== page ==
"This email address is no longer monitored."

I was urged to log into my Tesla.com account to ask any questions or make any requests -- "this is so we know who we're speaking to and can help you quicker."

That didn't help, either. I got no response.

Then, I called a woman at Tesla Finance who collected my final payments last year on 3 Powerwall storage batteries I had installed on my home, which has more than 60 solar panels.

She gave me two phone numbers, but I could not speak to a human at either one.

Second trip to Paramus

Last week, I read that the electric carmaker's shares soared, pushing Tesla's market cap past $100 billion and officially making it the second-largest automaker by value after Toyota.

Little comfort to me as I set out for my second trip to Paramus, where I made a point to seek out Jose Solis, a service advisor who gave me good customer service in the past.

Solis pored over the extended warranty and found the address for Tesla's legal department.

I went home, wrote and mailed the letter, which invokes Tesla's "dispute-settlement program," and now I'm waiting.

Ageism at Tesla?

Tesla Paramus is staffed by millennials -- in sales and service -- and I'm 75 with salt-and-pepper hair and a goatee.

Is that why I usually get treated like chopped liver?

That's my hunch. What do you think?

Another possibility is that the Paramus service center got a lot busier after the introduction of the Model 3, and that might have resulted in less attention to Model S owners like me.

What others say

Charlotte P. of Manhattan told Yelp:
"Terrible experience- the sales guy gave me his cell phone number telling me I can call him anytime - after selling the car he disappeared and never picked up the phone - terrible customer service as well - kept me on the phone for three hours and still could not tell me how to turn on the emergency Light on the car.

Another woman, from Secaucus, told Yelp: 
"Very lukewarm experience at the Paramus Tesla. The staff wasn't very eager to answer questions.  The staff was busy on their cell phones or talking to other sales reps. The floor was not busy so I don't understand why we weren't assisted. I'd look at another location for better and actual service."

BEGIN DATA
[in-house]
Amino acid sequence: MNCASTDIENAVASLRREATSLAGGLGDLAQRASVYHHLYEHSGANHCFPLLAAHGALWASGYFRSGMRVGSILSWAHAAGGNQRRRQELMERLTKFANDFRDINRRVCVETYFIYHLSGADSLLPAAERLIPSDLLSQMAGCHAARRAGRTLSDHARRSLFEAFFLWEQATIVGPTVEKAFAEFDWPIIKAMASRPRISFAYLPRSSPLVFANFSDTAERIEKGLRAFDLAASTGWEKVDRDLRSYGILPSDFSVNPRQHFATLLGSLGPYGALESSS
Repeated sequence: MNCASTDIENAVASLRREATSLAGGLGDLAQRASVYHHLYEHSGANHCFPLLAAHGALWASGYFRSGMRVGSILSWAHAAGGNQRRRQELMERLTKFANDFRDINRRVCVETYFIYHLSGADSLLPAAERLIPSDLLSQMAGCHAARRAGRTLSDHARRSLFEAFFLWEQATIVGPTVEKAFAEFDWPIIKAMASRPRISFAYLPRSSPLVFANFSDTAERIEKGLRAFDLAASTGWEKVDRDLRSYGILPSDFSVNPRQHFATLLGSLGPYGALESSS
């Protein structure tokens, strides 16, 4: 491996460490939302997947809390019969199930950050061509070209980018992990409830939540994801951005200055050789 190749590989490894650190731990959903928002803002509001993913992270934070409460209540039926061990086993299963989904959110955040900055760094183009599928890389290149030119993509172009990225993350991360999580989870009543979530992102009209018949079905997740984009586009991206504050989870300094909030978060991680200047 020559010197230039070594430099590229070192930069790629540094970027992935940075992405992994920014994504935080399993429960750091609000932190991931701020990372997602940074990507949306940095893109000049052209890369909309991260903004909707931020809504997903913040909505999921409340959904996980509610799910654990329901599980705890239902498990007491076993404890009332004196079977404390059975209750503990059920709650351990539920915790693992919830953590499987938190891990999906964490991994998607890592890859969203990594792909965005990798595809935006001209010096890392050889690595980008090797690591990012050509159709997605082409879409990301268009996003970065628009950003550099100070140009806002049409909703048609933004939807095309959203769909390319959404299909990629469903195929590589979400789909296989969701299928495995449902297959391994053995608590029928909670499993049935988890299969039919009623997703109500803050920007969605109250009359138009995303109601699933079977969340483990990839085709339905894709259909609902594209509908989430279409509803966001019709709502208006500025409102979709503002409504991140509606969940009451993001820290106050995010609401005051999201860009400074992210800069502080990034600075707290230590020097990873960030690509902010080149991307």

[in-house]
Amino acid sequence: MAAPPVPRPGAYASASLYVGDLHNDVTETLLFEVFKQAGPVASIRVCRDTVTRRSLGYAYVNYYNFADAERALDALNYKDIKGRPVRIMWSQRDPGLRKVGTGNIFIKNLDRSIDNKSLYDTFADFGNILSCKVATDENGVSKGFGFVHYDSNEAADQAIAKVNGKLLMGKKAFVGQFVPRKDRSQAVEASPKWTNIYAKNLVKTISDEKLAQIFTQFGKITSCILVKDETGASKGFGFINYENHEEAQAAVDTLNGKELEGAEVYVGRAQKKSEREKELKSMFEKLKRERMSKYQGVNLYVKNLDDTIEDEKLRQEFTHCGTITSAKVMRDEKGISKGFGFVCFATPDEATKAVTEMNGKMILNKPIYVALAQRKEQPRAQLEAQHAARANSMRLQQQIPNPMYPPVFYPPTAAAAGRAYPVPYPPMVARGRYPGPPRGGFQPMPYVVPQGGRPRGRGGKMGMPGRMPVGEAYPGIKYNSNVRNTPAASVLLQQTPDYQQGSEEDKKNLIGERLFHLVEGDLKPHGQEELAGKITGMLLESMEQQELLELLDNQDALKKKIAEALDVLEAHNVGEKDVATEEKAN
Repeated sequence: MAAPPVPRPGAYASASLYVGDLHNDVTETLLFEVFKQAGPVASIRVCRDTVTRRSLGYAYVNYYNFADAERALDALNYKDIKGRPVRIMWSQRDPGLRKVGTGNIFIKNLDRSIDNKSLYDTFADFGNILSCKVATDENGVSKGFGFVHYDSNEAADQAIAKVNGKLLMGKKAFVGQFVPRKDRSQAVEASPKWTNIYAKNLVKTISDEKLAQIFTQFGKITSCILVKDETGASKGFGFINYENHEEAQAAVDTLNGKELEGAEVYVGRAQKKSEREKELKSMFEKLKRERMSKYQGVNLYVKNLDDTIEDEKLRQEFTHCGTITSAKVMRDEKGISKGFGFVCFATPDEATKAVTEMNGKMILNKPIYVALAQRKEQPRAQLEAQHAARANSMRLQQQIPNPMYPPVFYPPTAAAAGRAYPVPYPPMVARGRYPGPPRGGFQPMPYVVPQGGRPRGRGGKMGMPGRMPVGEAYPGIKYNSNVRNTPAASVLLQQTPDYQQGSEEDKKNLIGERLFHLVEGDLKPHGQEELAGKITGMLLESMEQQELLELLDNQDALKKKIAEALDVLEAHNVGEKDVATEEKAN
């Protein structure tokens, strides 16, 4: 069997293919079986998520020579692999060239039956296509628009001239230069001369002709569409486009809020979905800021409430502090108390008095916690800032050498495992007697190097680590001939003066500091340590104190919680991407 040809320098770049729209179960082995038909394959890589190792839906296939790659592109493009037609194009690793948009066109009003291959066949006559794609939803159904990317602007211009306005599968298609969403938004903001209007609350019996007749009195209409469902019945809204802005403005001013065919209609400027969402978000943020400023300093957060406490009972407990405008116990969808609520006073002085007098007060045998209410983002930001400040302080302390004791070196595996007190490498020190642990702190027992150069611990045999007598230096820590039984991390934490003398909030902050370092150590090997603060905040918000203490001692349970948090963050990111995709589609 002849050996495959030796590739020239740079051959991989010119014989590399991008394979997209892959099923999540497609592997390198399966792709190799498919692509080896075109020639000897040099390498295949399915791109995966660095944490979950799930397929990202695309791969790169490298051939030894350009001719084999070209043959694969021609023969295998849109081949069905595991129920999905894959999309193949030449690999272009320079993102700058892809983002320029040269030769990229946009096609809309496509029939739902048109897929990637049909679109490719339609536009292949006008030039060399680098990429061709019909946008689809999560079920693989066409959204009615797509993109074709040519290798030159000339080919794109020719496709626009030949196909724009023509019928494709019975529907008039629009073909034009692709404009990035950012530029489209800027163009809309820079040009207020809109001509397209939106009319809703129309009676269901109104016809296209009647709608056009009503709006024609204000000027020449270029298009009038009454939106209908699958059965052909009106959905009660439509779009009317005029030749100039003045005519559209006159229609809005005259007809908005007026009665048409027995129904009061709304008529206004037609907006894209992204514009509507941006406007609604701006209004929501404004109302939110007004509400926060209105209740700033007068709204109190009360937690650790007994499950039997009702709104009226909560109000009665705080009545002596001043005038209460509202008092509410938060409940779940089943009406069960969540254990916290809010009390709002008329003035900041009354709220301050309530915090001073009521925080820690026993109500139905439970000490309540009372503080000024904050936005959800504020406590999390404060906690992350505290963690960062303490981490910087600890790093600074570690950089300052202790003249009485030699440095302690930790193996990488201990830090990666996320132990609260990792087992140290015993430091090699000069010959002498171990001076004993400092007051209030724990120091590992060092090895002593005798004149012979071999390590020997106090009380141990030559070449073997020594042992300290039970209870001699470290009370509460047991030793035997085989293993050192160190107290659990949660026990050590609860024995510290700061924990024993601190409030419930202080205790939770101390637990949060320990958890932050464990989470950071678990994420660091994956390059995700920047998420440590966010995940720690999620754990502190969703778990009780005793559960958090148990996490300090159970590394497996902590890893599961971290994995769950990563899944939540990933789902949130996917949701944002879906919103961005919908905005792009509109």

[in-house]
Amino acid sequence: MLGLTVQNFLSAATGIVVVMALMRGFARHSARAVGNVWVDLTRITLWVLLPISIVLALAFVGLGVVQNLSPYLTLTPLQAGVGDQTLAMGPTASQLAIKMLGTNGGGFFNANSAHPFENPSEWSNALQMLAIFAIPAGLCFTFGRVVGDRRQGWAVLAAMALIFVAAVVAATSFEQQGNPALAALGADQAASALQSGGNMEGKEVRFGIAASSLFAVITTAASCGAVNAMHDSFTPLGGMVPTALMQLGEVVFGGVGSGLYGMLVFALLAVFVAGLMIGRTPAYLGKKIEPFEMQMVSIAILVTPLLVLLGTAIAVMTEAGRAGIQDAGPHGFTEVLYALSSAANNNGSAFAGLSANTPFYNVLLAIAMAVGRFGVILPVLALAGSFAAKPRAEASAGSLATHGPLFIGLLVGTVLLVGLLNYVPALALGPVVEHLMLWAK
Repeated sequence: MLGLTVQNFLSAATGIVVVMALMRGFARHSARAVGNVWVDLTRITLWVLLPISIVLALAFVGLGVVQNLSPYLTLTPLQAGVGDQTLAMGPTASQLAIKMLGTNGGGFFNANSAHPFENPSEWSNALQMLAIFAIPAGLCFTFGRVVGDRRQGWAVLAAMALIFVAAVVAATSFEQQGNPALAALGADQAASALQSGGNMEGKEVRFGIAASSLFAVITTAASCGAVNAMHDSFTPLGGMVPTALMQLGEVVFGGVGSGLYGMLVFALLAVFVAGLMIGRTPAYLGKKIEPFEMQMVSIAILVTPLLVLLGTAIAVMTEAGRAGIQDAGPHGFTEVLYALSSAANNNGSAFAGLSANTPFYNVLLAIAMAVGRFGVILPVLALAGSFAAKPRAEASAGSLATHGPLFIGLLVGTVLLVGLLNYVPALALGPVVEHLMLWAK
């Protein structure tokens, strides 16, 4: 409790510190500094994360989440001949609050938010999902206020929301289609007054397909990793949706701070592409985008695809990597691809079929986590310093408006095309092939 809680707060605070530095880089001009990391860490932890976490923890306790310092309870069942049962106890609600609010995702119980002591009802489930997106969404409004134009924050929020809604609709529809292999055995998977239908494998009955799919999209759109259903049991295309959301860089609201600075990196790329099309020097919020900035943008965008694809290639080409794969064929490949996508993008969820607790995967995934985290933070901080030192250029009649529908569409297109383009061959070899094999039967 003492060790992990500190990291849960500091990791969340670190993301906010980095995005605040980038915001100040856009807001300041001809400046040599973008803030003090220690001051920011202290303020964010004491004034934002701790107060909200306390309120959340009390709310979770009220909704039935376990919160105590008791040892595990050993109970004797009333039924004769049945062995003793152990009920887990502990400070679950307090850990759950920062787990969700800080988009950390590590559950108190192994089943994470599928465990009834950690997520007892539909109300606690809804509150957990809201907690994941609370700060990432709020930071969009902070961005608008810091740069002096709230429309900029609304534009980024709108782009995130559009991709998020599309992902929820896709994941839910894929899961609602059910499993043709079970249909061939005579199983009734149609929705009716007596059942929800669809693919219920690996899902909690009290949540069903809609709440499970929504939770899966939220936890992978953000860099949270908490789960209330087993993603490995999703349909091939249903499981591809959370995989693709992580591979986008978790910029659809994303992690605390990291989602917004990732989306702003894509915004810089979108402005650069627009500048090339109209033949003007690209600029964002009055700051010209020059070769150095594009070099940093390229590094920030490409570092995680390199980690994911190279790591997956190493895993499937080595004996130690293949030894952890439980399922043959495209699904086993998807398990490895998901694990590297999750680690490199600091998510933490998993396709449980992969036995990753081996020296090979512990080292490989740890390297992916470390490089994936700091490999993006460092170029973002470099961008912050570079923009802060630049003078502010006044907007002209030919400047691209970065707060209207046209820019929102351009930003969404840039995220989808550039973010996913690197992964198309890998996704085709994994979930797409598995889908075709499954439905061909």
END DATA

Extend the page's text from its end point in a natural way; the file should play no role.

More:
Craig Cochran told TESLA Owners Worldwide:

"How do you get a human being on the line when you call Tesla service? When I call, I get a circular voicemail menu that doesn't seem to ever direct to a human. I simply need to ask a question and I don't want to schedule a service appointment to do it." 

Thursday, January 9, 2020

Ellen, please be kind to the planet, not just to your fellow humans, gorillas in Rwanda

LUNCHTIME IN RWANDA: Ellen DeGeneres, right, and wife Portia de Rossi with a mountain gorilla. The Ellen DeGeneres Wildlife Fund is supporting global conservation efforts for endangered species.

Talk show host is living large, 
aggravating our climate crisis


HACKENSACK, N.J. -- In these dark times for our environment, comedian Ellen DeGeneres is definitely part of the problem, not part of the solution.

Ellen signs off every episode of her mid-afternoon talk show with "Be kind to one another," and The Ellen Fund raises money to save the mountain gorillas in Rwanda.

But at home in California, Ellen drives noisy German and Italian sports cars or an SUV that guzzle gas and pollute the air with the same emissions that cause tens of thousands of premature deaths every year. 

Last October, Ellen surprised her wife, Portia de Rossi, with a silver Lamborghini -- not a silver Tesla. 

Solar energy?

Not much of a gift, when you consider Ellen chose deadly emissions over zero emissions.

And none of her enormous homes appear to be self-powered, as they could be with rooftop solar panels charging storage batteries that would run them at night.

Or, Ellen could cool and heat her homes using geothermal energy from the ground.

So, sadly, Ellen is aggravating climate change, and the warming that has sparked dangerous wildfires near her California homes and her wife's native Australia.

$77 million a year

That's irresponsible, given that she certainly has the means to convert all of her homes to solar power and geothermal energy, and buy a fleet of Teslas and other zero-emission electric cars.

According to Forbes, Ellen earns $77 million a year for her talk show hosting duties. The Ellen DeGeneres Show is now in its 17th year.

That doesn't include income from another TV production, Ellen's Game of Games, and the money she receives for endorsing several products and services.